Pros: Passionate performances and some great physical comedy.
Cons: The action was sometimes too chaotic to follow.
It’s a rare sight to be met by a marching army on an otherwise ordinary walk down a disused road to the theatre venue. The abandoned quality to the Trinity Buoy Wharf on the East India Docks made me wonder whether there really was an army barracks close by. Yet this unconventional welcome from the Fourth Monkey Ensemble is one among many signs of their no-effort-spared commitment to staging this classical Greek comedy. In Aristophanes’ Lysistrata, the titular heroine forces an end to war by convincing the women to withhold sex from their husbands. By the end of the play, we have a fair idea of the foolishness of war and the eccentricities that stereotypically divide the sexes.
Director Ailin Conant’s production is wild and interactive, maintaining few of the traditional distinctions between the cast and the audience. After observing the outdoors army drill, the audience and cast descend into the basement of The Electrician’s Shop. Together at Camp Hector we enjoy some rest and relaxation. As well as drinking with our comrades, we all join in a Trojan sing-song and converse freely throughout the production, as might any raucous bunch of allied troops. As army digs go, Zahra Mansouri’s set design, with camouflaged chairs set around wooden crates, is elaborate and visually convincing.
The play benefits from a huge cast – 27 members – who display all the camaraderie and chemistry you’d expect from a repertory company. Forming the separate men’s and women’s choruses that convey a humorous rivalry, the majority of the cast also present strikingly individual caricatures. Most importantly, the lusty and suggestive scenes are funny, with enough diversity in the physical comedy to carry the innuendo and non-stop gags on all things rumpy pumpy.
Some of the laugh-out-loud moments include the women’s urgent resistance to Lysistrata’s appeal for a sex-strike and later on, their foiled attempts to sneak back to their husbands. I also enjoyed the women’s seizure and occupancy of the Acropolis, and Myrrhine’s tempting of her husband Cinesias, where she exploits his fantasy of an ideal woman to secure his political commitment. The men’s contortions, resulting from the strain of their untreated phalluses, were undeniably hilarious. Full size plastic bottles were used to represent their rigid afflictions and when squeezed they sounded royally painful!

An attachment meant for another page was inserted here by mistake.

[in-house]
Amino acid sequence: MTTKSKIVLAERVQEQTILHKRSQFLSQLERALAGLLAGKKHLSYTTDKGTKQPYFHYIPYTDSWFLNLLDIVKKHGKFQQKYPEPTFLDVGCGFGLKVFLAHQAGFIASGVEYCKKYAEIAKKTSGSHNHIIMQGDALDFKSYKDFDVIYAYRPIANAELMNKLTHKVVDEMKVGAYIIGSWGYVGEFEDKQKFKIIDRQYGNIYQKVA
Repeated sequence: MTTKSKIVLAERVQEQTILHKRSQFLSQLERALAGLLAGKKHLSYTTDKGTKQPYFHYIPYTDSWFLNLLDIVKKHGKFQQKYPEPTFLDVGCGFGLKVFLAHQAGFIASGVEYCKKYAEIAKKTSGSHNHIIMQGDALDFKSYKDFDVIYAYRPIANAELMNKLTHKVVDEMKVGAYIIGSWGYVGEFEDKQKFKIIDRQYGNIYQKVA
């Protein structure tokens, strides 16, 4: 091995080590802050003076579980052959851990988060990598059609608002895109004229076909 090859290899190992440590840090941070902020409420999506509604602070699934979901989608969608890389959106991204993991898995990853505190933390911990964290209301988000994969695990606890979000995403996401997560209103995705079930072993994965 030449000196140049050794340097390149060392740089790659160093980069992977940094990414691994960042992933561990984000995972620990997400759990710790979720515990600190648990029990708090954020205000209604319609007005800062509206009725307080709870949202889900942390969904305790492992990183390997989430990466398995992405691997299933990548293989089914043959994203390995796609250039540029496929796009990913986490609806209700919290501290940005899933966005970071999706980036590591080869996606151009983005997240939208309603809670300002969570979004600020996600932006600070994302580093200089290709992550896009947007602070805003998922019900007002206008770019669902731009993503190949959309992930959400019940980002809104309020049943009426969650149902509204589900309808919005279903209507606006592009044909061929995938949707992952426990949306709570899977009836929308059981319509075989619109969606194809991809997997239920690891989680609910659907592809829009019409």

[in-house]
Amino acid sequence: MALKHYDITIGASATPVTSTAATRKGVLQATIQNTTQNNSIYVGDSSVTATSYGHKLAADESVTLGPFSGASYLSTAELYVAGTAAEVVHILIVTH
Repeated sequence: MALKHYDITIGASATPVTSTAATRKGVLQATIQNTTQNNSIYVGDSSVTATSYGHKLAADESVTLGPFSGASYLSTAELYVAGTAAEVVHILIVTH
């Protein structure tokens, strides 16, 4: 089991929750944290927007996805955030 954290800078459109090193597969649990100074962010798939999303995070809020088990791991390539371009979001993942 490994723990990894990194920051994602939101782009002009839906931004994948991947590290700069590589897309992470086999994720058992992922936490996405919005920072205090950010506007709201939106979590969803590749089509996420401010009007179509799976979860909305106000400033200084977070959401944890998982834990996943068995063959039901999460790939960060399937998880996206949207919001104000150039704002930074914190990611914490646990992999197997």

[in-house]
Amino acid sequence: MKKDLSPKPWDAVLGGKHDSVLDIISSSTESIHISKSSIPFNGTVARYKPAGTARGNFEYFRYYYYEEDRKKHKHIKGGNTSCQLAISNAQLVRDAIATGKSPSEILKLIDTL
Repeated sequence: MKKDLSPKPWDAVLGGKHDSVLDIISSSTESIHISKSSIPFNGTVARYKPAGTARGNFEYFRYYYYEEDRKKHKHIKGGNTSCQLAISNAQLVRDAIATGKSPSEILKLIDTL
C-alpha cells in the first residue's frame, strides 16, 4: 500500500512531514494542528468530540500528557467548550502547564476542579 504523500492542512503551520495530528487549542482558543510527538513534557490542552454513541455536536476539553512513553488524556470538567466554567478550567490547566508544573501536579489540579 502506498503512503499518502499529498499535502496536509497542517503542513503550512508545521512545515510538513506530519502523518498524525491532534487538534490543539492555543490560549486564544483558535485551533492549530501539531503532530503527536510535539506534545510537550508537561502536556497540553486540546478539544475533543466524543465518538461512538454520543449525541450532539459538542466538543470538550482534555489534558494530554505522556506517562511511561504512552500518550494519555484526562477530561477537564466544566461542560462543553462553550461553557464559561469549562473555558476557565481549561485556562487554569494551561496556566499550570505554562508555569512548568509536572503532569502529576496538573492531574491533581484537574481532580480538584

Whilst Lysistrata is a play that demands plenty of energy, the unrelenting shrills and whoops of the cast grew very draining after a while. At points, the action was too unrestrained and disorienting. I got a bit lost toward the end of the second half, at the point where the tempting figure of peace emerges and reconciliation is brokered. The immersive aspect also held little appeal for me, as I wasn’t convinced of its importance. The cast make full use of the space, pushing past from behind the seats and jumping to from the audience. Such disturbances are part of a deliberate strategy intended to involve the audience more fully in the disorientation of life. But if you prefer to sit and observe in a relaxed and uninterrupted fashion, you’re less likely to enjoy this feature.
The neat celebratory tone that Aristophanes ends on is reached and soon overturned. The lights drop, red lights come on, and an alarm is sounded. A violent and effective war scene of killing and abuse is played out, depicting a ruthless Lysistrata who has to fight to win the war. I’m not sure this innovative leap from laugher to seriousness was needed, but it is a valiant attempt to supplant the gender stereotypes the play thrives on. And it offers a comment on the true cost of war. So overall, I would say the primary strength of this play rests on – what would surely have been Aristophanes first concern – its ability to make the audience laugh.